Ambassador denies U.S. conducting helicopter raids in northern Iraq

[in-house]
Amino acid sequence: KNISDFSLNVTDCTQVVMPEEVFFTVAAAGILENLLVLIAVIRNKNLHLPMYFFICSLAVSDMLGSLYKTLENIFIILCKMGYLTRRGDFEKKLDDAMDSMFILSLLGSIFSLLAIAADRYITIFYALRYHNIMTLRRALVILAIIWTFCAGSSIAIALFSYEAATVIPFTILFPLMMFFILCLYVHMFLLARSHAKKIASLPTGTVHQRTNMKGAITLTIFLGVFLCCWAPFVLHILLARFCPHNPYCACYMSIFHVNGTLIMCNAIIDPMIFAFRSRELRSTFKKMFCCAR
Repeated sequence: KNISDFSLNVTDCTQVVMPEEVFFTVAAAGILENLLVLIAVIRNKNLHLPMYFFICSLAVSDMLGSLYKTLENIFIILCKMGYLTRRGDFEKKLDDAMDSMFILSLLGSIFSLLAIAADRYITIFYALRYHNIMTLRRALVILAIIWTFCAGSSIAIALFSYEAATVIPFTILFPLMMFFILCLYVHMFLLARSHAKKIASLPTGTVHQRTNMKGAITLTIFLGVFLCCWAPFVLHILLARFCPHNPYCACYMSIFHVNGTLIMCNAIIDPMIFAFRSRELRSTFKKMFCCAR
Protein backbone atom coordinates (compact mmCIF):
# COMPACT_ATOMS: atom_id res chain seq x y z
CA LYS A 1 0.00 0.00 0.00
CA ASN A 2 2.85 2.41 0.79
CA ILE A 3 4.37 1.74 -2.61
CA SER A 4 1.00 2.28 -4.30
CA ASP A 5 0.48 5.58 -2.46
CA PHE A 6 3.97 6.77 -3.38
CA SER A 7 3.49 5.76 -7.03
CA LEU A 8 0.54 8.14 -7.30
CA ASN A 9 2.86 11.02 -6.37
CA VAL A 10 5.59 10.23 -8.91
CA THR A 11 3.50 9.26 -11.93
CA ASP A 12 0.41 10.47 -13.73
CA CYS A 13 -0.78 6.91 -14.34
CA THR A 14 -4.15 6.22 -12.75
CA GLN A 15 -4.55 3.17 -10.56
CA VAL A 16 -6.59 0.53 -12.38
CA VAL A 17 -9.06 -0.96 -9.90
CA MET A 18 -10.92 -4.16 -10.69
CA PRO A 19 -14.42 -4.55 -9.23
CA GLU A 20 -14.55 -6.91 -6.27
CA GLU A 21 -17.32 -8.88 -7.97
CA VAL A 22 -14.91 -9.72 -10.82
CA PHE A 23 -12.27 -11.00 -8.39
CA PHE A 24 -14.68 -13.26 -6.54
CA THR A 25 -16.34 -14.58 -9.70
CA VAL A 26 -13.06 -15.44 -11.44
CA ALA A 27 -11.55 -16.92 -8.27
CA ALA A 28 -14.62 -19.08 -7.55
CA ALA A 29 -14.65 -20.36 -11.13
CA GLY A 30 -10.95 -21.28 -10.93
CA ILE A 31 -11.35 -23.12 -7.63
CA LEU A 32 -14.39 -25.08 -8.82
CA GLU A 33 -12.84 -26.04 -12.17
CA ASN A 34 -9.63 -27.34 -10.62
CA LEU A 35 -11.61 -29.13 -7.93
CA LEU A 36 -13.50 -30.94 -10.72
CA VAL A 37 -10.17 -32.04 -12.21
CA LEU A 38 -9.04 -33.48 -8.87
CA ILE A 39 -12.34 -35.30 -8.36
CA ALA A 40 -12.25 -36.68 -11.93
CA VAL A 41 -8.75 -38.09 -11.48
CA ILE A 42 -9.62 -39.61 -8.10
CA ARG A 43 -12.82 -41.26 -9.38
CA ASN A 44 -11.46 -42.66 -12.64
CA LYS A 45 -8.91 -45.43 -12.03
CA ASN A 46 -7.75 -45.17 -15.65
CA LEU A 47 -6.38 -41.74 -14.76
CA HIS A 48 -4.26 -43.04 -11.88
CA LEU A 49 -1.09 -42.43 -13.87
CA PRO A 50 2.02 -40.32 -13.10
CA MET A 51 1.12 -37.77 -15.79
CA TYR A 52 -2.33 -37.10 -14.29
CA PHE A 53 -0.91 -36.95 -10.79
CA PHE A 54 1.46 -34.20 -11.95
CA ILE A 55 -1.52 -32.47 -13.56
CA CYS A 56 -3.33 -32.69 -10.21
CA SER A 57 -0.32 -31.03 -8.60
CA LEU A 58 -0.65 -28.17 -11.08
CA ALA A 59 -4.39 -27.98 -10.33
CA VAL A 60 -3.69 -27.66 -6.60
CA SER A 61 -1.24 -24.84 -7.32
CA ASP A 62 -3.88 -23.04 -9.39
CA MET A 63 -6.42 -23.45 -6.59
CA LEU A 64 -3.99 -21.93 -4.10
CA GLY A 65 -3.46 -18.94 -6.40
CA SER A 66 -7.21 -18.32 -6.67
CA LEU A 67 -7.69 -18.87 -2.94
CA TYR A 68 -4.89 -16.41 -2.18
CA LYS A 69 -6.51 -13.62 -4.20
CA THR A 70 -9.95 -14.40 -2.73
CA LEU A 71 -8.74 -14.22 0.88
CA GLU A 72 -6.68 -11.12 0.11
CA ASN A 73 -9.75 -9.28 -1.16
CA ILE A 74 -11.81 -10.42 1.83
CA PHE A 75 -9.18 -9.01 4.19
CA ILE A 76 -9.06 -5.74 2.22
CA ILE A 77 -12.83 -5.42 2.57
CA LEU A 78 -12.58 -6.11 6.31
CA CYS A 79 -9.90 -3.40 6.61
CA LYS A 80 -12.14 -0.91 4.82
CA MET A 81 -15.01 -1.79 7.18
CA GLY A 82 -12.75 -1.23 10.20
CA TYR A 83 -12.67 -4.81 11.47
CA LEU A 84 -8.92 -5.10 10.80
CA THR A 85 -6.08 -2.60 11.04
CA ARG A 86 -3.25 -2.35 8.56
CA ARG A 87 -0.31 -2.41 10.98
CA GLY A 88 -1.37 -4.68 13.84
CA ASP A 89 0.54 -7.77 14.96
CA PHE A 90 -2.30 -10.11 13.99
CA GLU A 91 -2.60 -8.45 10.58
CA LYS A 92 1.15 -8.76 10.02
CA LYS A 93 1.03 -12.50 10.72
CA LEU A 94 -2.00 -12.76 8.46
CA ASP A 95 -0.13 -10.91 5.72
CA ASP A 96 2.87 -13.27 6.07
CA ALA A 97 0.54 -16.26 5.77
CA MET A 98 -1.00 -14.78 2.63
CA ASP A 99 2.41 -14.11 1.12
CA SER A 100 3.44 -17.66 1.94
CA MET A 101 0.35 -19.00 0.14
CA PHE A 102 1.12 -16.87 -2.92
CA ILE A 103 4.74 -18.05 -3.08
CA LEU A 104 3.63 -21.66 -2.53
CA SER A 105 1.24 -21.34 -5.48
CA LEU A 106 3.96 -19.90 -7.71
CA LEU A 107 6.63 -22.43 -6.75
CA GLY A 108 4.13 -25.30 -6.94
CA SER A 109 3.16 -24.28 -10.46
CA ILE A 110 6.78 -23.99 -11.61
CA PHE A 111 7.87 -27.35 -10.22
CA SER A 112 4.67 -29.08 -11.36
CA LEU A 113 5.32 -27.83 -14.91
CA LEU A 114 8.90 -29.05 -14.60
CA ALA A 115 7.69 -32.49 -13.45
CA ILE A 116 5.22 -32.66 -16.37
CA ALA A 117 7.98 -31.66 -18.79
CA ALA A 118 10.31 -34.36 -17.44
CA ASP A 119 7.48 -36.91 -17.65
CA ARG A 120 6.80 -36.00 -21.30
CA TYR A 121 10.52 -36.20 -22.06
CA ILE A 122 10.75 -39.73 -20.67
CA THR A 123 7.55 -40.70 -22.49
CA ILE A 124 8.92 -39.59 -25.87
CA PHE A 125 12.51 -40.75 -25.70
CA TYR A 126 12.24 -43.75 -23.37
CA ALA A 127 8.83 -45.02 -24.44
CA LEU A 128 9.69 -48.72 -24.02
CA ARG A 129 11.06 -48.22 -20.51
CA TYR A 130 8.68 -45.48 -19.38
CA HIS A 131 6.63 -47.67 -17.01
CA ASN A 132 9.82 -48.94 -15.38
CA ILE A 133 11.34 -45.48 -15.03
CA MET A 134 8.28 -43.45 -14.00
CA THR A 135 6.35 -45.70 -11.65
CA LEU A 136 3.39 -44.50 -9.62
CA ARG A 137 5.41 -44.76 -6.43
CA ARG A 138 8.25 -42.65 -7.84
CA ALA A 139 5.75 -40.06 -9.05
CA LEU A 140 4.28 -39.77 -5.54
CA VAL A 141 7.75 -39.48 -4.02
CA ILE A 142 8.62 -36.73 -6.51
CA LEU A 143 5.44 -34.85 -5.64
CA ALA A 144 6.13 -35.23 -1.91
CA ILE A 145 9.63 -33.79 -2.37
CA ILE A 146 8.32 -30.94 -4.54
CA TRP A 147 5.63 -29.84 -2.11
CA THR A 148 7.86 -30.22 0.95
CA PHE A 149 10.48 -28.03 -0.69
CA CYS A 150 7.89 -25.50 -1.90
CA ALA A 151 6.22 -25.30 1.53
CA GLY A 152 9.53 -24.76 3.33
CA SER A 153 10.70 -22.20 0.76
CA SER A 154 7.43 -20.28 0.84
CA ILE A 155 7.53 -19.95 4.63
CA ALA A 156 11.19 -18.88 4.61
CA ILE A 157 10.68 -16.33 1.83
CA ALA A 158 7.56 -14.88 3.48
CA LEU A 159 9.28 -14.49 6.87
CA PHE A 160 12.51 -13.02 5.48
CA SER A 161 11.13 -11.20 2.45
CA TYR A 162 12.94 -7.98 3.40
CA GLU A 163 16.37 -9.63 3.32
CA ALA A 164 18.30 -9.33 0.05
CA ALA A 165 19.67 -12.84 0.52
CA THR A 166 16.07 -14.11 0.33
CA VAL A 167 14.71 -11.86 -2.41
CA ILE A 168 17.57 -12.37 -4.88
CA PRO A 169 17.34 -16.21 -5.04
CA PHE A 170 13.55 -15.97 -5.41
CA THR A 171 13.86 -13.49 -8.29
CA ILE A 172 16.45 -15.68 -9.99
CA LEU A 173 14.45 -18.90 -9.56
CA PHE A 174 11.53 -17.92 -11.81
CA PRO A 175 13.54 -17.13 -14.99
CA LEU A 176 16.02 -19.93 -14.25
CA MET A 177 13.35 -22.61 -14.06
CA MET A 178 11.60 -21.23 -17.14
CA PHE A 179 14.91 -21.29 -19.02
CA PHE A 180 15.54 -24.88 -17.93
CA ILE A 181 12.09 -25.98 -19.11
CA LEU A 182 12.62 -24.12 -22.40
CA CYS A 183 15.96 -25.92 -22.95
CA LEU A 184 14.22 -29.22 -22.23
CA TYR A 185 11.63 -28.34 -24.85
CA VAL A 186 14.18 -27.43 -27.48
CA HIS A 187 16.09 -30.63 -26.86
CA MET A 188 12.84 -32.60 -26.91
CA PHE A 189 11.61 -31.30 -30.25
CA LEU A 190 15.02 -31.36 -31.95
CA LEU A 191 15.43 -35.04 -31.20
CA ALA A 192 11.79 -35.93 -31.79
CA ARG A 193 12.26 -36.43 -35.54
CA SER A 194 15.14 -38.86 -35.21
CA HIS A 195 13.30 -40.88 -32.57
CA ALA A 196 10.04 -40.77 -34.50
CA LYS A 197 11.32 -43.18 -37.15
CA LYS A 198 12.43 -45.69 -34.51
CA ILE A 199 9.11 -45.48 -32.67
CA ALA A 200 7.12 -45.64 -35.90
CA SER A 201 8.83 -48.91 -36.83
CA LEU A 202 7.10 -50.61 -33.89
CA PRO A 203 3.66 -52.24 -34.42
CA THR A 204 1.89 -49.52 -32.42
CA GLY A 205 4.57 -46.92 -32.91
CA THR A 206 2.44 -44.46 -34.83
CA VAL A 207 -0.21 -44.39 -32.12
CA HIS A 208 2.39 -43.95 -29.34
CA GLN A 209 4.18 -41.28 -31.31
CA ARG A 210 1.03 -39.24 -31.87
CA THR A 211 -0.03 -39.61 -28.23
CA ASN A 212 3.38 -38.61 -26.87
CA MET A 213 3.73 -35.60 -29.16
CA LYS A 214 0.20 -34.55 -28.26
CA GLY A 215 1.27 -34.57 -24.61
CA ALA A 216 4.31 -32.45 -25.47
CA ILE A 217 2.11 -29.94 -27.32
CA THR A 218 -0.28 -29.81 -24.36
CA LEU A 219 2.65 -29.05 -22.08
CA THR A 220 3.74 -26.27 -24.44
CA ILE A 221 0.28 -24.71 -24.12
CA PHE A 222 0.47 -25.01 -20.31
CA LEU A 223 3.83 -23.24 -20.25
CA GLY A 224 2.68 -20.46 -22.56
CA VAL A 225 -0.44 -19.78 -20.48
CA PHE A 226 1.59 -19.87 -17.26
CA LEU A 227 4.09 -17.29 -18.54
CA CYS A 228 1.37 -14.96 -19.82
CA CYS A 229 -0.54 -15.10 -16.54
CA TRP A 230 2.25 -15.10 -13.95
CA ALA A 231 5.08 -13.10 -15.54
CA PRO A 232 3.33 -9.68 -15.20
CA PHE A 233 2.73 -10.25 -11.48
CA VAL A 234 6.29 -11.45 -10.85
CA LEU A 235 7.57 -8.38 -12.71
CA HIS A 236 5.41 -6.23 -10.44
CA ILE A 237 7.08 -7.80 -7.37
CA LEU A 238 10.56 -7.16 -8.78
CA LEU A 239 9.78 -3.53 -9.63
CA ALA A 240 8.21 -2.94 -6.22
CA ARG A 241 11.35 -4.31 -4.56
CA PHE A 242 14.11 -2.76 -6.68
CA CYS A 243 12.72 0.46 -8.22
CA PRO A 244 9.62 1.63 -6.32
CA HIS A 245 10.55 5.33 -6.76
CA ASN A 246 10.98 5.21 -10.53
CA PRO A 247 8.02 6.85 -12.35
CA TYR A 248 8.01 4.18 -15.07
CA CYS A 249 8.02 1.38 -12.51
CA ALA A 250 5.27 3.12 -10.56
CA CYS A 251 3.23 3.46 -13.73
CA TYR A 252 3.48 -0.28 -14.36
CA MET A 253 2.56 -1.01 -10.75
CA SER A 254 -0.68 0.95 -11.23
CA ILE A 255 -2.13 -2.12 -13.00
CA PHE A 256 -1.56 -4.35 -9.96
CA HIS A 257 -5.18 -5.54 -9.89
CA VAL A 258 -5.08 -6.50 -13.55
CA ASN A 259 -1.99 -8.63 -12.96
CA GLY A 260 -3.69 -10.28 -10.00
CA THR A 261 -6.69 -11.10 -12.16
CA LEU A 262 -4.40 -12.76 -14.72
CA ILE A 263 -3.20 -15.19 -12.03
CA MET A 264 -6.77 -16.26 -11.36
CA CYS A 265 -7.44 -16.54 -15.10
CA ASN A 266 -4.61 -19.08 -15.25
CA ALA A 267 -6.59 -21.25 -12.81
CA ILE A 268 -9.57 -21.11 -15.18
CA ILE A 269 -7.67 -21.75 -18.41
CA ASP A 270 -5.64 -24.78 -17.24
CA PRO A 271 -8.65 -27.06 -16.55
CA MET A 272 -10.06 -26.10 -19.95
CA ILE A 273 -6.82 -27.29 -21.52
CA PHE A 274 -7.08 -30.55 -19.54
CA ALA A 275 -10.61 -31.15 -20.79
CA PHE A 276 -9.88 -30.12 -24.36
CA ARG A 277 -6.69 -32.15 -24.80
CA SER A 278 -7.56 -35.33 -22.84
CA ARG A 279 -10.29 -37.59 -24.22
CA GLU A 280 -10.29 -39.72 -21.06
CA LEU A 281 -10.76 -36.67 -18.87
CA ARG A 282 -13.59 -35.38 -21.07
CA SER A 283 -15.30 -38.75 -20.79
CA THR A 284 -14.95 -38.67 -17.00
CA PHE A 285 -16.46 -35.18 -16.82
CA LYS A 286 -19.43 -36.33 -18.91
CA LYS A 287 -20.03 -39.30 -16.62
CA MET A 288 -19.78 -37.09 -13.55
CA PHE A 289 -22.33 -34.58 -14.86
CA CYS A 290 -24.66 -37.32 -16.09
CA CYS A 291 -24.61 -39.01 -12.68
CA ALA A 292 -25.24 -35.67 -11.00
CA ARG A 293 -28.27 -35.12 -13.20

BAGHDAD (Reuters) - The U.S. ambassador to Iraq has denied reports that the United States has been carrying out helicopter raids against Islamic State militants in northern Iraq. "There have recently been reports of U.S. helicopter raids in Hawija and Kirkuk. As Defense Minister Obaidi and numerous other Iraqi officials have stated, reports of these raids are untrue," Stuart Jones said in a statement on Saturday. Recent reports of more than half a dozen air raids led by U.S. special forces have been decried by powerful Iranian-backed Shi'ite militias and other critics of Prime Minister Haider al-Abadi as violations of Iraqi sovereignty. "I want to stress what I have said many times before: Iraqi sovereignty is sacred and must be respected. All coalition activities conducted in Iraq are and will be in consultation with the Iraqi government," Jones said, referring to the U.S.-led coalition bombing Islamic State targets and training Iraqi forces. Iraqi parliament speaker Salim al-Jabouri told Reuters on Thursday foreign special forces have been conducting raids behind Islamic State lines in Hawija ahead of an offensive planned later this year to retake Mosul, the largest city under Islamic State control. He said the raids were carried out "from time to time" and "supported by Iraqi forces" but did not specify whether the United States had played a role or how many had occurred. Dubai-based al-Hadath TV and Iraqi media have reported several air raids over the last month in and around Hawija, 210 km (130 miles) north of Baghdad. Washington said last month it was deploying a new force of around 100 special operations troops to Iraq to carry out strikes against Islamic State there and in neighboring Syria. U.S. officials gave no details. Both the U.S. and Iraqi military have denied that U.S. forces have carried out military operations on the ground in Hawija since October, when U.S. special forces and Kurdish peshmerga commandos rescued 69 Iraqis in a raid in which one U.S. commando was killed. (This version of the story has been refiled to add dropped word "half" in third graph) (Reporting by Stephen Kalin; Editing by Mark Heinrich)